We are reading about wikis as a collaborative, communal activity that creates a democratic social composition. Many of the same aspects that make wikis a collaborative, communal activity, apply equally to single-sourcing and CMS. The biggest difference is the motivation to create and contribute. Wikis are driven by a democratic notion of shared information. It creates personal satisfaction and the psychic income that comes from freely sharing with others. Single-sourcing and CMS are work-related, and therefore are profit-driven mechanisms. It changes one of the aspects that motivates workers to produce and achieve, that motivation is the tie between showing one’s work and the reward of payment received for that work.

 

Maxwell and Felczak, Chapter 5: Success through Simplicity

Maxwell and Felczak identified three technologies that were the precursor of wiki technology in the classroom. The first was CSILE, a knowledge forum database. Apple Computer provided support for introducing CSILE into schools. It was used in Toronto schools for five years, as well as in an elementary school in Oakland, CA.

The second technology introduced is Ricki Goldman’s Constellations system. This video ethnographic tool evolved into Orion, an online digital video tool. The goal of Constellations and Orion is to create a collaborative environment.

CaMILE project was an early creation of Mark Guzdial’s. He started it at Georgia Tech in 1993. This was prior to graphical interfaces. As soon as graphical interfaces bacame available on the Internet, they moved CaMILE to the web. It was followed by several other projects, including CoWeb and Swiki. Today, Guzdial says that computer-supported collaborative learning (CSCL) is relevant for today’s MOOCs and other on-line learning experiments. (http://computinged.wordpress.com/2012/10/16/what-i-have-learned-about-on-line-collaborative-learning/)

The authors mention the notion of radical trust – “Radical Trust : A notion that influence, rather than control, is more effective at guiding culture, commerce and communities. ” http://www.radicaltrust.ca/about/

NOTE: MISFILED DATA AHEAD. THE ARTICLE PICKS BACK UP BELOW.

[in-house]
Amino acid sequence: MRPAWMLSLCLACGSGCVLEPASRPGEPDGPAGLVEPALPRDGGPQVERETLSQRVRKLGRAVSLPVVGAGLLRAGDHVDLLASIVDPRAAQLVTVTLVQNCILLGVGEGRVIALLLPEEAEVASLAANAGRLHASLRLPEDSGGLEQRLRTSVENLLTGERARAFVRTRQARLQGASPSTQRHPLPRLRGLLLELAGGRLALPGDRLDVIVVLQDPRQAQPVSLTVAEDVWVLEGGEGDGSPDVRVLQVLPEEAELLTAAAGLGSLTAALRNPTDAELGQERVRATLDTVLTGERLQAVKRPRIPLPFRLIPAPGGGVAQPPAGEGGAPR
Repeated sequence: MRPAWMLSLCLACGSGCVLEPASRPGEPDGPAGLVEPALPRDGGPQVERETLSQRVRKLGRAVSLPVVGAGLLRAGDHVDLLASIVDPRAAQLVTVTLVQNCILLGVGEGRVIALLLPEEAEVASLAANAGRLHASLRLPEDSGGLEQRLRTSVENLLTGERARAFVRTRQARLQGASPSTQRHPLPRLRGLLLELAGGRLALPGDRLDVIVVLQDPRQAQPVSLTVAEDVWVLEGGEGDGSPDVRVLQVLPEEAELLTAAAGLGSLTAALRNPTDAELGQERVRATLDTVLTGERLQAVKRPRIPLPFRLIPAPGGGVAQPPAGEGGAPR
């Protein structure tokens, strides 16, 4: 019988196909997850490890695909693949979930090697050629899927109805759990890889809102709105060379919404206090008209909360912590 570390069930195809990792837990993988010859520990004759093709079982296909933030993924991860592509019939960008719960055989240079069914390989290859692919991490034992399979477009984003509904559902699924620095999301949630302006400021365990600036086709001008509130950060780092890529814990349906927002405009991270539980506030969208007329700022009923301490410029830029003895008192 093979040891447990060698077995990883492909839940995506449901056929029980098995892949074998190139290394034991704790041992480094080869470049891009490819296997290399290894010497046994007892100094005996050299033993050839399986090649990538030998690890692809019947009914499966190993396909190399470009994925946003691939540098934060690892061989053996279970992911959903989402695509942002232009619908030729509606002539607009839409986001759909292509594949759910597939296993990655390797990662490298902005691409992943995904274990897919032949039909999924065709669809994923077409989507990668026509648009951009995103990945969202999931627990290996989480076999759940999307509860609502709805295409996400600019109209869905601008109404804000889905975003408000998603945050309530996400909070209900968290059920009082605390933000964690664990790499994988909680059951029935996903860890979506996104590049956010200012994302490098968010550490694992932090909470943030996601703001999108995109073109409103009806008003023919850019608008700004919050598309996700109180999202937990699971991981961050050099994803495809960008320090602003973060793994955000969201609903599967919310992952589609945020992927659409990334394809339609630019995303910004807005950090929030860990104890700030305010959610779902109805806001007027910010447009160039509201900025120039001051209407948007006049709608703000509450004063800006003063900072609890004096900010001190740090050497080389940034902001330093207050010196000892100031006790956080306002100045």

A wiki was used as a key facet in a writing-intensive learning program. This allowed th instructors to maintain a level of scaffolding and structure. Scaffolding has been defined by Wood, Bruner, and Ross (1976) as an “adult controlling those elements of the task that are essentially beyond the learner’s capacity, thus permitting him to concentrate upon and complete only those elements that are within his range of competence.”

Writing-intensive learning program is divided into two methods: writing to learn course material, andlearning to write. At the same time, the writing is tied to the requirement and activities of courses.

While writing-intensive may be the most obvious aspect notice, there is another aspect of the writing that contributes to the ongoing, learning process. This other aspect is the incorporation of revision in the process of writing. Revisions come in two forms. An assignment may be divided into multiple stages, with feedback at each stage and opportunity for revision coming out of that feedback. The other form is multiple, similar assignment, with feedback being given on each assignment. Feedback generated as a part of the revision process may be used to improve future writing.

Some of the unanticpated uses of the wiki included: Students read the work of other students, even those outside of their peer group. The used the wiki as a source of ideas, insights, potential counterarguments. The wiki provided students with search sources and writing relevant to their own topic. Students referenced other students’ work, and cross-reference peers. This referencing and cross-referencing came in the form of background citation and direct responses to peers’ work. The students created a collaborative study guide, which would have been nearly impossible via a discussion board or email. They also used the wiki to complain about other courses, post and comment on each other’s poetry and semi-anonymously announce affections.

The wiki proved that some students are more active online than others. This is due to diversity of interests, motivations, and time constraints.

 

Chapter 8: Titles versus Headings

In writing for the web, there is a distinct different between titles and headings. There is only one title for a site, but there can be numerous headings within a site. In addition a title has only one level, the top level. Headings are number 1 through 6, denoting decreasing sizes and emphasis, with H1 being the highest level and H6 as the lowest.

On the Internet, titles are specific identifier for the overall site. For instance, TechWhirl is the title of a site devoted to technical communication, content management and other topics pertinent to the technical communication field. Within the site, there are headings that identify different sections such as Content Management, Technical Communication, Technical Writing, Magazine, News and Business Expo. Dropdown menus below each of these headings reveal subheadings for various areas and topics below each category. These subheadings would be identified by lower level heading formatting, such as H2 through H6. H1 headings are the “first level … of your content.” (157)

Headings are important and useful for a variety of things. They enable search engine optimization (SEO), which can drive traffic to a site. Headings also lead people to the content they are seeking. Headings can be a statement, question or “call to action.” (158) Heading aid and drive navigation through a site.